7. Improvement.

Although the ISO 55000 series advises on what activities to do, they don’t tell you how to do them. That’s for the user and practitioner to determine. Each of the seven elements plays a key role in creating a complete and effective asset management system. 

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The ISO 55000 series emphasizes the balancing of costs, risk, and performance to deliver real value and create asset management plans that maximize efficiency while minimizing risk and costs. 

So, whether you're managing a fleet of assets, buildings, or manufacturing plants, the ISO 55000 standards can help you get value from your asset base and achieve organizational objectives. 

If you had never heard of the series before today, it’s time to catch up. 

2. PAS 55  

This was the forerunner to the ISO 55000 series and was initiated by the Institute of Asset Management (IAM).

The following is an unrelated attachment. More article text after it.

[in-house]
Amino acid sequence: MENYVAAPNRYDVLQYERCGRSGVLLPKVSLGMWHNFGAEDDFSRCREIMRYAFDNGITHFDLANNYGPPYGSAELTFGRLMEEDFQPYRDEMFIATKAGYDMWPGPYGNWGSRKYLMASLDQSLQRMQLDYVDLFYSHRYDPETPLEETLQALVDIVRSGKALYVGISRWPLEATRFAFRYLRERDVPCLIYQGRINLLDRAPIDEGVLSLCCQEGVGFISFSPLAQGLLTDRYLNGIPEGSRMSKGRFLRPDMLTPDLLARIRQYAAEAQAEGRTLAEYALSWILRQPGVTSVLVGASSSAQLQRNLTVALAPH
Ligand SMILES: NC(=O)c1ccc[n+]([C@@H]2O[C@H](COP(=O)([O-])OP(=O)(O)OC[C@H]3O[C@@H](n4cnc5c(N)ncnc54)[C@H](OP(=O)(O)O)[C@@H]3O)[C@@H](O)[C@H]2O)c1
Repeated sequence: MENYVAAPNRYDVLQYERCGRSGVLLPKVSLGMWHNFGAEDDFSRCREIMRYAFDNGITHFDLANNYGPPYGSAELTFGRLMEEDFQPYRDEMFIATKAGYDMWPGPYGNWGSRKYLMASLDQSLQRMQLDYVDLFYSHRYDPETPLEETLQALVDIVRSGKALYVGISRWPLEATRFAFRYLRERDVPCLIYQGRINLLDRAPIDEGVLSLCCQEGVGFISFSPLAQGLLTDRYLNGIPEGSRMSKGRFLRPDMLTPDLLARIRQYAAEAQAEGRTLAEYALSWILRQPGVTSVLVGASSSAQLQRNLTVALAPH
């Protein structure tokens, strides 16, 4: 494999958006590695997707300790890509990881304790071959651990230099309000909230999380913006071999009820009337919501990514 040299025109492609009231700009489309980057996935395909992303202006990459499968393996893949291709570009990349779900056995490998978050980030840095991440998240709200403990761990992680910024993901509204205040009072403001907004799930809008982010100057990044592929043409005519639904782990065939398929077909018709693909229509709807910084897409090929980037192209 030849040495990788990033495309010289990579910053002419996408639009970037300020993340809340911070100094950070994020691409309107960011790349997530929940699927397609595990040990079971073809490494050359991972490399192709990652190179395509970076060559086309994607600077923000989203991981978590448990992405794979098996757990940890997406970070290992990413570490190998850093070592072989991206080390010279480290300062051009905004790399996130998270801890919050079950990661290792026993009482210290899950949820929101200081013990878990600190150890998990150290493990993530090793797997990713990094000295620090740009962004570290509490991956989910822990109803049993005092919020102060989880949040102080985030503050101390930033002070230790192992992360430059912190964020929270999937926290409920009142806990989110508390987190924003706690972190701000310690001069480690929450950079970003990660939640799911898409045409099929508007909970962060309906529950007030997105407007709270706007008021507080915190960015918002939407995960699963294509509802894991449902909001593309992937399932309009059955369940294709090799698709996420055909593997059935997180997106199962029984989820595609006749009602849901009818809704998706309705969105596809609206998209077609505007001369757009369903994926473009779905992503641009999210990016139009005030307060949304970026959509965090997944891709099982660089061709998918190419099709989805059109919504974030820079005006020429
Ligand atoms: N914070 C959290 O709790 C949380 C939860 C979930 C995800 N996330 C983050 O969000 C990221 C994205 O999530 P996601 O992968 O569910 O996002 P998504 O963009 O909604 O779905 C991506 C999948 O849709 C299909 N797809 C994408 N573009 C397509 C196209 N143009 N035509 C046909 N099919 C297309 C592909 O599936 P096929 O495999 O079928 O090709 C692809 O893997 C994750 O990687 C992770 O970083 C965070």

The PAS (Publicly Available Standard) 55 is a British standard for the optimized management of physical assets. Whereas ISO 55000 is for any type of asset, PAS 55 is for physical assets only. It specifies definitions and 28 requirements for establishing and verifying a coherent and optimized lifecycle management system for all physical assets. 

In some industries, it became a regulatory requirement to be certified against PAS 55, but it is now gradually being replaced by the global ISO 55000 standards. Though formally withdrawn as a standard from the BSI (British Standards Institution) in 2015, PAS 55 is, however, still very useful for guidance and education.